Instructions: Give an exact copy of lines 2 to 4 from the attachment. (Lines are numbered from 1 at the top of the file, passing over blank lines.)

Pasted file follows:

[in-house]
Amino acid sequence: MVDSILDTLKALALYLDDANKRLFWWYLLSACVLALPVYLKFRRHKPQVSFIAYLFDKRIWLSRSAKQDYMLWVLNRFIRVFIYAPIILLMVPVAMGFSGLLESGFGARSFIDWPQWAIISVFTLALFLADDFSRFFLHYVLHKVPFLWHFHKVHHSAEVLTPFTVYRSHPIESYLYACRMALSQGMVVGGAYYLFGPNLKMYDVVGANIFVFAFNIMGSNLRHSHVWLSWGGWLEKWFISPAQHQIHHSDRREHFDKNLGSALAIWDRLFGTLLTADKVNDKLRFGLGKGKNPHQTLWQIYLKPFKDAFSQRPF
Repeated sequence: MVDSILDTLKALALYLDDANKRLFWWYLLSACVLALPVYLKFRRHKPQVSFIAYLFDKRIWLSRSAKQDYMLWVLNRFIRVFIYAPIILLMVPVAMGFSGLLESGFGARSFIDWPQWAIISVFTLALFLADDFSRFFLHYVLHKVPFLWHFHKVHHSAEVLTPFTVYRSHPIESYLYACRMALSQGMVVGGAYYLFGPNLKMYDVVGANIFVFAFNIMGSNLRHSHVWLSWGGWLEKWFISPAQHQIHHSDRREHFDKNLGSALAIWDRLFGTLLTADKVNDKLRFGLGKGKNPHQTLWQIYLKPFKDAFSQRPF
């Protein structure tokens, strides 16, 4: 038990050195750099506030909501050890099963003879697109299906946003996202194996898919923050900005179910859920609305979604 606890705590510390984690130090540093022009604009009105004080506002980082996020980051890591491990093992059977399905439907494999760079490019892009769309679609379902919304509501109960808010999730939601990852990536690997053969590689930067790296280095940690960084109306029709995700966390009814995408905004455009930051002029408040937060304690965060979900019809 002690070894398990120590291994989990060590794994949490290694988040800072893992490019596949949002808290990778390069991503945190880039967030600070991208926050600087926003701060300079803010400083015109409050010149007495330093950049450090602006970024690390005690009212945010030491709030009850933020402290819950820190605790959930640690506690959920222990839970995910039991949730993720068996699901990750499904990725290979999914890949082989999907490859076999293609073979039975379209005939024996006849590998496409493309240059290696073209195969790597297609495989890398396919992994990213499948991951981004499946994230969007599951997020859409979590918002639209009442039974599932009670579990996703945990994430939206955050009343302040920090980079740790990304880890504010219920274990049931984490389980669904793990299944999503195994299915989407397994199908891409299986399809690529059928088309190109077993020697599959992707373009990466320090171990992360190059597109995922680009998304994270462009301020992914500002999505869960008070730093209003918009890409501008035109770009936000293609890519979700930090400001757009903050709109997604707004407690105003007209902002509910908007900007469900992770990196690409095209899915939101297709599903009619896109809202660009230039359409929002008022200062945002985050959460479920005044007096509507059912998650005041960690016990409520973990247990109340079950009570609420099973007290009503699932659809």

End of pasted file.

Amino acid sequence: MVDSILDTLKALALYLDDANKRLFWWYLLSACVLALPVYLKFRRHKPQVSFIAYLFDKRIWLSRSAKQDYMLWVLNRFIRVFIYAPIILLMVPVAMGFSGLLESGFGARSFIDWPQWAIISVFTLALFLADDFSRFFLHYVLHKVPFLWHFHKVHHSAEVLTPFTVYRSHPIESYLYACRMALSQGMVVGGAYYLFGPNLKMYDVVGANIFVFAFNIMGSNLRHSHVWLSWGGWLEKWFISPAQHQIHHSDRREHFDKNLGSALAIWDRLFGTLLTADKVNDKLRFGLGKGKNPHQTLWQIYLKPFKDAFSQRPF
Repeated sequence: MVDSILDTLKALALYLDDANKRLFWWYLLSACVLALPVYLKFRRHKPQVSFIAYLFDKRIWLSRSAKQDYMLWVLNRFIRVFIYAPIILLMVPVAMGFSGLLESGFGARSFIDWPQWAIISVFTLALFLADDFSRFFLHYVLHKVPFLWHFHKVHHSAEVLTPFTVYRSHPIESYLYACRMALSQGMVVGGAYYLFGPNLKMYDVVGANIFVFAFNIMGSNLRHSHVWLSWGGWLEKWFISPAQHQIHHSDRREHFDKNLGSALAIWDRLFGTLLTADKVNDKLRFGLGKGKNPHQTLWQIYLKPFKDAFSQRPF
């Protein structure tokens, strides 16, 4: 038990050195750099506030909501050890099963003879697109299906946003996202194996898919923050900005179910859920609305979604 606890705590510390984690130090540093022009604009009105004080506002980082996020980051890591491990093992059977399905439907494999760079490019892009769309679609379902919304509501109960808010999730939601990852990536690997053969590689930067790296280095940690960084109306029709995700966390009814995408905004455009930051002029408040937060304690965060979900019809 002690070894398990120590291994989990060590794994949490290694988040800072893992490019596949949002808290990778390069991503945190880039967030600070991208926050600087926003701060300079803010400083015109409050010149007495330093950049450090602006970024690390005690009212945010030491709030009850933020402290819950820190605790959930640690506690959920222990839970995910039991949730993720068996699901990750499904990725290979999914890949082989999907490859076999293609073979039975379209005939024996006849590998496409493309240059290696073209195969790597297609495989890398396919992994990213499948991951981004499946994230969007599951997020859409979590918002639209009442039974599932009670579990996703945990994430939206955050009343302040920090980079740790990304880890504010219920274990049931984490389980669904793990299944999503195994299915989407397994199908891409299986399809690529059928088309190109077993020697599959992707373009990466320090171990992360190059597109995922680009998304994270462009301020992914500002999505869960008070730093209003918009890409501008035109770009936000293609890519979700930090400001757009903050709109997604707004407690105003007209902002509910908007900007469900992770990196690409095209899915939101297709599903009619896109809202660009230039359409929002008022200062945002985050959460479920005044007096509507059912998650005041960690016990409520973990247990109340079950009570609420099973007290009503699932659809």